'Art Alexakis’ Eclectic Favorites' Spotify Playlist
Inspired by KHJ, the legendary Los Angeles top 40 station of the late 1960s and early ’70s, Everclear frontman Art Alexakis grew up enjoying a wide variety of music. “I grew up with AM radio,” he says, recalling such legendary DJs as “The Real” Don Steele and Robert W. Morgan, who enthusiastically announced the hits. Though he later graduated to album-rock stations and hard rock, as well as folk — as reflected by some of the choices on the playlist — that mix of rock ’n’ roll and Black music — R&B, soul and later hip-hop — remains part of his musical DNA.
Tangled Up in Blue performed by Bob Dylan
“I just love that song. I love how it just creates all this imagery. It’s a great song with great lyrics, a great melody and great music between and it all happens in five minutes. I like how cinematic it is and how it tells a story.”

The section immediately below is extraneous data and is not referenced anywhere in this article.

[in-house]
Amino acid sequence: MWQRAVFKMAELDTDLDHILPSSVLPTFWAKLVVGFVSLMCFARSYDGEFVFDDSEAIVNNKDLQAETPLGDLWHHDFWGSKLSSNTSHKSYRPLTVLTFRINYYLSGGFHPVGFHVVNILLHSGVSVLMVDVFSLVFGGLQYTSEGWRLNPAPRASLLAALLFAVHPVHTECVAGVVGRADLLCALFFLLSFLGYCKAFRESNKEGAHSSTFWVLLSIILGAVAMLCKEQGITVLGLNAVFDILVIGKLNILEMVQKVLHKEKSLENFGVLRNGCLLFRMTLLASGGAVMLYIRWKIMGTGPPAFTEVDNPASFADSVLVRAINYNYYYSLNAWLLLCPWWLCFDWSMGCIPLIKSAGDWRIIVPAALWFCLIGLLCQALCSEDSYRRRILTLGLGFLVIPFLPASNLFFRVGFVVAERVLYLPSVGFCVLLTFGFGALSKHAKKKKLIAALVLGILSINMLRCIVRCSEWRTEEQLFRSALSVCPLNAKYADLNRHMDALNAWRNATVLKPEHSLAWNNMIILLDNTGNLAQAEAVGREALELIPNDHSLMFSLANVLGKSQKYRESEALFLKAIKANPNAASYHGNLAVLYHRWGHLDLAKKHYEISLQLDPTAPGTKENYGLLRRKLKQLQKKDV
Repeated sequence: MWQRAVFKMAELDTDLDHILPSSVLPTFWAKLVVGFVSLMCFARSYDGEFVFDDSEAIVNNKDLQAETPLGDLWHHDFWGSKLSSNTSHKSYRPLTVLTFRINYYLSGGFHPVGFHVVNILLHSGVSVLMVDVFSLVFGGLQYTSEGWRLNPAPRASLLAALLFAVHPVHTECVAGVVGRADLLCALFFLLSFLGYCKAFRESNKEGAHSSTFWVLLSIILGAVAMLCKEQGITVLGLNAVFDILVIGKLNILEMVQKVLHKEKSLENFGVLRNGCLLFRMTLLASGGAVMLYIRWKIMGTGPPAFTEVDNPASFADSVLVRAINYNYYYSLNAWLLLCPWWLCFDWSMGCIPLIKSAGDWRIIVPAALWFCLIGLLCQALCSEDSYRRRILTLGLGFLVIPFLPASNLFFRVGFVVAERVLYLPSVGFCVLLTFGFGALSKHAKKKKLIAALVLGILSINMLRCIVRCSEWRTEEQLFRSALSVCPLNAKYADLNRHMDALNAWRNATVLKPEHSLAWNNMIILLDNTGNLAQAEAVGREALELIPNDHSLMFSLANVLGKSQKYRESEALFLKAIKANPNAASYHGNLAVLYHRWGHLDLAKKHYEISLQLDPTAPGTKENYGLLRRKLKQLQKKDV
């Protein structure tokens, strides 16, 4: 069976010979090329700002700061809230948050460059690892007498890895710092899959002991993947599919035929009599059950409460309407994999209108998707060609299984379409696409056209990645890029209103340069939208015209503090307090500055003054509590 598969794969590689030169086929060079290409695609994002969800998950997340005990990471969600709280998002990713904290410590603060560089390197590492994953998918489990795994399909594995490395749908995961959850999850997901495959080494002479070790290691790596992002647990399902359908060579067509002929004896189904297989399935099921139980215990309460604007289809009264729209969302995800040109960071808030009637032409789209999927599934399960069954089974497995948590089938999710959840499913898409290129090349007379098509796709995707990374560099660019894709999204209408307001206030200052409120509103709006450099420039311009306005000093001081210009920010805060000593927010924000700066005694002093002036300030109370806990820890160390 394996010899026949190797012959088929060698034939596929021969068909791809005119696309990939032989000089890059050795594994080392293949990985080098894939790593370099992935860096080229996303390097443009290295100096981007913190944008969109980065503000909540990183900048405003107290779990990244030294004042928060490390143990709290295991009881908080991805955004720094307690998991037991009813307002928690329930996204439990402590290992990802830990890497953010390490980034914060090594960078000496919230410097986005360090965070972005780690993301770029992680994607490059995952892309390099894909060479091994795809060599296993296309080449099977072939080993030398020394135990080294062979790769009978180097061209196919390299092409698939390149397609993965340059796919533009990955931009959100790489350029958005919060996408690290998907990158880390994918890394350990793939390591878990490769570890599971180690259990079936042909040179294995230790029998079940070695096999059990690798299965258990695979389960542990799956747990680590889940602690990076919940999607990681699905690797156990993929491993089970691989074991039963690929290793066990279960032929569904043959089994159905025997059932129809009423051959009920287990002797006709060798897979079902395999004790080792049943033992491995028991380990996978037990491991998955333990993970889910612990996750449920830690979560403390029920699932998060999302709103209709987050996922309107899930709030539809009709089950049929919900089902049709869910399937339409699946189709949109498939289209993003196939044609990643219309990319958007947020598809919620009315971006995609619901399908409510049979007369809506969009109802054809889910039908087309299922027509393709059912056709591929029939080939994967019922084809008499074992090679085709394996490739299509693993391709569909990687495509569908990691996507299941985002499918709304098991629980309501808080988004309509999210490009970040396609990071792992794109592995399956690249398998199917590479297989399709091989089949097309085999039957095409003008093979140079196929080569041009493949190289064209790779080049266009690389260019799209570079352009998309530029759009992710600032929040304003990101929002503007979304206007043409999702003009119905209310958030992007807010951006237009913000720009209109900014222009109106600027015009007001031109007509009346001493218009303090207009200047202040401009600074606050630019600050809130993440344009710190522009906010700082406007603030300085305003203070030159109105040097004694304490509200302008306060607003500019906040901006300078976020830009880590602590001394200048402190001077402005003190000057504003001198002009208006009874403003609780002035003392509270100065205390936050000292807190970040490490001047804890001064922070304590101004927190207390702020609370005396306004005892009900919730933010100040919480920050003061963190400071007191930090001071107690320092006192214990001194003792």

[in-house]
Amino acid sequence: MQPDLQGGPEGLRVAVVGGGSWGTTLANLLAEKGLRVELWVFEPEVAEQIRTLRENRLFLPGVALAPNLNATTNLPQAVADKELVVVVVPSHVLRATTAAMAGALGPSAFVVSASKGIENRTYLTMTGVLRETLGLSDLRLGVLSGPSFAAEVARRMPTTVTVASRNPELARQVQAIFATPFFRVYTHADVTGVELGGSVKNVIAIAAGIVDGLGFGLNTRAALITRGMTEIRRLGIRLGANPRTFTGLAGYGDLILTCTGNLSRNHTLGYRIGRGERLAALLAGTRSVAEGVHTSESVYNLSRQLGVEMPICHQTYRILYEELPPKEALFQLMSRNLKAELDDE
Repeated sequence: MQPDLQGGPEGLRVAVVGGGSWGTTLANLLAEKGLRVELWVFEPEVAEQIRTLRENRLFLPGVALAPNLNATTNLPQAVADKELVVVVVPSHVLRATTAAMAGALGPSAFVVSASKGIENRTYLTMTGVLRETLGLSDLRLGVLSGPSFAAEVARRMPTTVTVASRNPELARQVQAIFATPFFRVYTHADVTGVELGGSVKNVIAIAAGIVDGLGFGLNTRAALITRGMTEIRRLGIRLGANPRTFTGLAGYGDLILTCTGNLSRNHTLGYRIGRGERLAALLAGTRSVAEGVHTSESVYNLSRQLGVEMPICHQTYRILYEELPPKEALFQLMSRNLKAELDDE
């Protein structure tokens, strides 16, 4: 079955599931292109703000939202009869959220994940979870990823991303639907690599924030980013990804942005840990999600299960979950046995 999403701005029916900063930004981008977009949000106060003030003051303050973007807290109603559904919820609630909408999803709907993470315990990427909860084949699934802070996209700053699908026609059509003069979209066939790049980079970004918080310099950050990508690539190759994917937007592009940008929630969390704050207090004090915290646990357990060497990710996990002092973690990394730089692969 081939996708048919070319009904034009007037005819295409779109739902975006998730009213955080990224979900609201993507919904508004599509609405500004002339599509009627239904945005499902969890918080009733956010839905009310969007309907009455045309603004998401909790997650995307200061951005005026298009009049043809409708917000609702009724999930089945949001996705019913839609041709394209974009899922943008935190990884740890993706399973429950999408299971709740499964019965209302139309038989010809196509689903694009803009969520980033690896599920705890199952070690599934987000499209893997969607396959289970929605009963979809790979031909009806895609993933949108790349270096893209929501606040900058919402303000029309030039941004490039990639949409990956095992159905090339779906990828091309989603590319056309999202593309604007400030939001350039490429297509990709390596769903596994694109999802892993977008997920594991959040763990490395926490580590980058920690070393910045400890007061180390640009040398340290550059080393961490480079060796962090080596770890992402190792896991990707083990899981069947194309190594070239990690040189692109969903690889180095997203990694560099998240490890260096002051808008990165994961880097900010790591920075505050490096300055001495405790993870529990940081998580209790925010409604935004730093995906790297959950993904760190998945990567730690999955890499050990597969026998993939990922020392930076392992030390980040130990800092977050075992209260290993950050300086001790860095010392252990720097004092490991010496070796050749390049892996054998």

Living for the City performed by Stevie Wonder
“I grew up in a housing project in Culver City called Mar Vista Gardens and that was a song that really connected with me. I’m not Black. I don’t pretend to understand that perspective, but when I grew up, most of my friends were Black and I understood what was going on and saw what was going on in their lives.”
California performed by Joni Mitchell
“It came out when I was really young, but I didn’t really get into it until I was about 19 and went through a breakup and found the world’s best breakup album, which is Blue by Joni Mitchell.”
Don’t Believe the Hype performed by Public Enemy